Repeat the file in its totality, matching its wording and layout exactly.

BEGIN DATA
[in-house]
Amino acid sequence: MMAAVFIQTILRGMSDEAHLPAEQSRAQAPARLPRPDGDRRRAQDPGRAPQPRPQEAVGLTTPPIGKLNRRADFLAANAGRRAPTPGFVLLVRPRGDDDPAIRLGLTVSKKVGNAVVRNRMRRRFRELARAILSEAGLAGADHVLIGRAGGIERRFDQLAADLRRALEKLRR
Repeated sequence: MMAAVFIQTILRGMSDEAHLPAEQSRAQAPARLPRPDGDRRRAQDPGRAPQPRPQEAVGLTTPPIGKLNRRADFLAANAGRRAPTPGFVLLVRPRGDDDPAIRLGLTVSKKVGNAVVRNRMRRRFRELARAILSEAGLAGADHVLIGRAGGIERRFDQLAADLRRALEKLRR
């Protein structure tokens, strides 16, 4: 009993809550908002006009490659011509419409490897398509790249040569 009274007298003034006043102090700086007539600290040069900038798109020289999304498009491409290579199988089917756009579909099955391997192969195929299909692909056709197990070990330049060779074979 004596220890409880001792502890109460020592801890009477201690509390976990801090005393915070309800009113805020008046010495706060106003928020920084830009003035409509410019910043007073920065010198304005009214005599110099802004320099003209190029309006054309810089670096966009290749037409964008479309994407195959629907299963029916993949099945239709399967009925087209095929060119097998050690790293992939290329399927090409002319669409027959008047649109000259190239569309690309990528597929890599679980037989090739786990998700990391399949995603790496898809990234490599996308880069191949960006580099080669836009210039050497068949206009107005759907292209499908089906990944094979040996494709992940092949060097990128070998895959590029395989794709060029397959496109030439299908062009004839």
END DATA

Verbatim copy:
[in-house]
Amino acid sequence: MMAAVFIQTILRGMSDEAHLPAEQSRAQAPARLPRPDGDRRRAQDPGRAPQPRPQEAVGLTTPPIGKLNRRADFLAANAGRRAPTPGFVLLVRPRGDDDPAIRLGLTVSKKVGNAVVRNRMRRRFRELARAILSEAGLAGADHVLIGRAGGIERRFDQLAADLRRALEKLRR
Repeated sequence: MMAAVFIQTILRGMSDEAHLPAEQSRAQAPARLPRPDGDRRRAQDPGRAPQPRPQEAVGLTTPPIGKLNRRADFLAANAGRRAPTPGFVLLVRPRGDDDPAIRLGLTVSKKVGNAVVRNRMRRRFRELARAILSEAGLAGADHVLIGRAGGIERRFDQLAADLRRALEKLRR
């Protein structure tokens, strides 16, 4: 009993809550908002006009490659011509419409490897398509790249040569 009274007298003034006043102090700086007539600290040069900038798109020289999304498009491409290579199988089917756009579909099955391997192969195929299909692909056709197990070990330049060779074979 004596220890409880001792502890109460020592801890009477201690509390976990801090005393915070309800009113805020008046010495706060106003928020920084830009003035409509410019910043007073920065010198304005009214005599110099802004320099003209190029309006054309810089670096966009290749037409964008479309994407195959629907299963029916993949099945239709399967009925087209095929060119097998050690790293992939290329399927090409002319669409027959008047649109000259190239569309690309990528597929890599679980037989090739786990998700990391399949995603790496898809990234490599996308880069191949960006580099080669836009210039050497068949206009107005759907292209499908089906990944094979040996494709992940092949060097990128070998895959590029395989794709060029397959496109030439299908062009004839």